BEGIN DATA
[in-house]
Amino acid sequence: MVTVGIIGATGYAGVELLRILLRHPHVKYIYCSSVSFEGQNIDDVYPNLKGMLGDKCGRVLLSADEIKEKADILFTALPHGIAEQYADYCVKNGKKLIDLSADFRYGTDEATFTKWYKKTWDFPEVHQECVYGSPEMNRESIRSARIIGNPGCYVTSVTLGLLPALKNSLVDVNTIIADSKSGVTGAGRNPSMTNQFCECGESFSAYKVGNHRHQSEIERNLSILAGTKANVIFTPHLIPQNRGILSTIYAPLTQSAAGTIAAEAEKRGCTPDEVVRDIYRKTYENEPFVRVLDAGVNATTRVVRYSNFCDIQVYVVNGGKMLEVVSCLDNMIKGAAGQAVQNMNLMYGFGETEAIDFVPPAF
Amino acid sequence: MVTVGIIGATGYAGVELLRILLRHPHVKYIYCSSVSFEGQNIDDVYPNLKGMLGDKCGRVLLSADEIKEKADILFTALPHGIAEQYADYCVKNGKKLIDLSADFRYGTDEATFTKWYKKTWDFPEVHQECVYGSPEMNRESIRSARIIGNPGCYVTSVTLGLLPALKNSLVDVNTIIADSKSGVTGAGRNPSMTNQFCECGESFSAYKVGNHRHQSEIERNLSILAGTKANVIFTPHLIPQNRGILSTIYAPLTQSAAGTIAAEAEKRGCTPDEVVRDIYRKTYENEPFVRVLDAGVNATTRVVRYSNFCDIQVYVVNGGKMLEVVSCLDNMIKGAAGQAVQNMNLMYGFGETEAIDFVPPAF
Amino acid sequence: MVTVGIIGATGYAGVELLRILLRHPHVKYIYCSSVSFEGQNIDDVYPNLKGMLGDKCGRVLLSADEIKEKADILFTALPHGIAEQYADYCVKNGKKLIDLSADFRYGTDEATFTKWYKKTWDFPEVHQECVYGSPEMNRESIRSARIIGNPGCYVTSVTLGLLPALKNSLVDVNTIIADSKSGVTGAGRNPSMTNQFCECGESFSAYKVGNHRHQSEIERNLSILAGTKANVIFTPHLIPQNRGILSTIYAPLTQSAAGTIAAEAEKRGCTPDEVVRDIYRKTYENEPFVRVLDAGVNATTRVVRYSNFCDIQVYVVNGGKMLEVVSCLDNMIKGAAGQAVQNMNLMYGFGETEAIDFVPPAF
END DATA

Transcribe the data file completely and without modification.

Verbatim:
[in-house]
Amino acid sequence: MVTVGIIGATGYAGVELLRILLRHPHVKYIYCSSVSFEGQNIDDVYPNLKGMLGDKCGRVLLSADEIKEKADILFTALPHGIAEQYADYCVKNGKKLIDLSADFRYGTDEATFTKWYKKTWDFPEVHQECVYGSPEMNRESIRSARIIGNPGCYVTSVTLGLLPALKNSLVDVNTIIADSKSGVTGAGRNPSMTNQFCECGESFSAYKVGNHRHQSEIERNLSILAGTKANVIFTPHLIPQNRGILSTIYAPLTQSAAGTIAAEAEKRGCTPDEVVRDIYRKTYENEPFVRVLDAGVNATTRVVRYSNFCDIQVYVVNGGKMLEVVSCLDNMIKGAAGQAVQNMNLMYGFGETEAIDFVPPAF
Amino acid sequence: MVTVGIIGATGYAGVELLRILLRHPHVKYIYCSSVSFEGQNIDDVYPNLKGMLGDKCGRVLLSADEIKEKADILFTALPHGIAEQYADYCVKNGKKLIDLSADFRYGTDEATFTKWYKKTWDFPEVHQECVYGSPEMNRESIRSARIIGNPGCYVTSVTLGLLPALKNSLVDVNTIIADSKSGVTGAGRNPSMTNQFCECGESFSAYKVGNHRHQSEIERNLSILAGTKANVIFTPHLIPQNRGILSTIYAPLTQSAAGTIAAEAEKRGCTPDEVVRDIYRKTYENEPFVRVLDAGVNATTRVVRYSNFCDIQVYVVNGGKMLEVVSCLDNMIKGAAGQAVQNMNLMYGFGETEAIDFVPPAF
Amino acid sequence: MVTVGIIGATGYAGVELLRILLRHPHVKYIYCSSVSFEGQNIDDVYPNLKGMLGDKCGRVLLSADEIKEKADILFTALPHGIAEQYADYCVKNGKKLIDLSADFRYGTDEATFTKWYKKTWDFPEVHQECVYGSPEMNRESIRSARIIGNPGCYVTSVTLGLLPALKNSLVDVNTIIADSKSGVTGAGRNPSMTNQFCECGESFSAYKVGNHRHQSEIERNLSILAGTKANVIFTPHLIPQNRGILSTIYAPLTQSAAGTIAAEAEKRGCTPDEVVRDIYRKTYENEPFVRVLDAGVNATTRVVRYSNFCDIQVYVVNGGKMLEVVSCLDNMIKGAAGQAVQNMNLMYGFGETEAIDFVPPAF